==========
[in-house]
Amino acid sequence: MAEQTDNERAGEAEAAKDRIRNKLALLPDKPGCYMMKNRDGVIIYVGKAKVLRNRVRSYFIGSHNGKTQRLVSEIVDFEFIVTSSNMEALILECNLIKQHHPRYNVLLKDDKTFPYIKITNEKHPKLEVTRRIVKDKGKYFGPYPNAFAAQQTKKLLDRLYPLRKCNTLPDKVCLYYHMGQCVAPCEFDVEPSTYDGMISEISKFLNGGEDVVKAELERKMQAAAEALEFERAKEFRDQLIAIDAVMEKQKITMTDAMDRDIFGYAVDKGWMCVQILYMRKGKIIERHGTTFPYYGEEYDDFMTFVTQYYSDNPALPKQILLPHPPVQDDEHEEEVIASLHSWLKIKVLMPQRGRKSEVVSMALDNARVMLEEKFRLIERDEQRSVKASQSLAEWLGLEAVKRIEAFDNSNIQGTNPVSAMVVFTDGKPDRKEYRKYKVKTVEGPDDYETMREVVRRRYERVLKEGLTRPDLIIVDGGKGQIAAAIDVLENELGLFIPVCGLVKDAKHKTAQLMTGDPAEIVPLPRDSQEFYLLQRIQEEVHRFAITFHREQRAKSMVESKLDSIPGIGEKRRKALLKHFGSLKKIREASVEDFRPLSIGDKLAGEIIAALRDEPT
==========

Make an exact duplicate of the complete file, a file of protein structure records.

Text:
[in-house]
Amino acid sequence: MAEQTDNERAGEAEAAKDRIRNKLALLPDKPGCYMMKNRDGVIIYVGKAKVLRNRVRSYFIGSHNGKTQRLVSEIVDFEFIVTSSNMEALILECNLIKQHHPRYNVLLKDDKTFPYIKITNEKHPKLEVTRRIVKDKGKYFGPYPNAFAAQQTKKLLDRLYPLRKCNTLPDKVCLYYHMGQCVAPCEFDVEPSTYDGMISEISKFLNGGEDVVKAELERKMQAAAEALEFERAKEFRDQLIAIDAVMEKQKITMTDAMDRDIFGYAVDKGWMCVQILYMRKGKIIERHGTTFPYYGEEYDDFMTFVTQYYSDNPALPKQILLPHPPVQDDEHEEEVIASLHSWLKIKVLMPQRGRKSEVVSMALDNARVMLEEKFRLIERDEQRSVKASQSLAEWLGLEAVKRIEAFDNSNIQGTNPVSAMVVFTDGKPDRKEYRKYKVKTVEGPDDYETMREVVRRRYERVLKEGLTRPDLIIVDGGKGQIAAAIDVLENELGLFIPVCGLVKDAKHKTAQLMTGDPAEIVPLPRDSQEFYLLQRIQEEVHRFAITFHREQRAKSMVESKLDSIPGIGEKRRKALLKHFGSLKKIREASVEDFRPLSIGDKLAGEIIAALRDEPT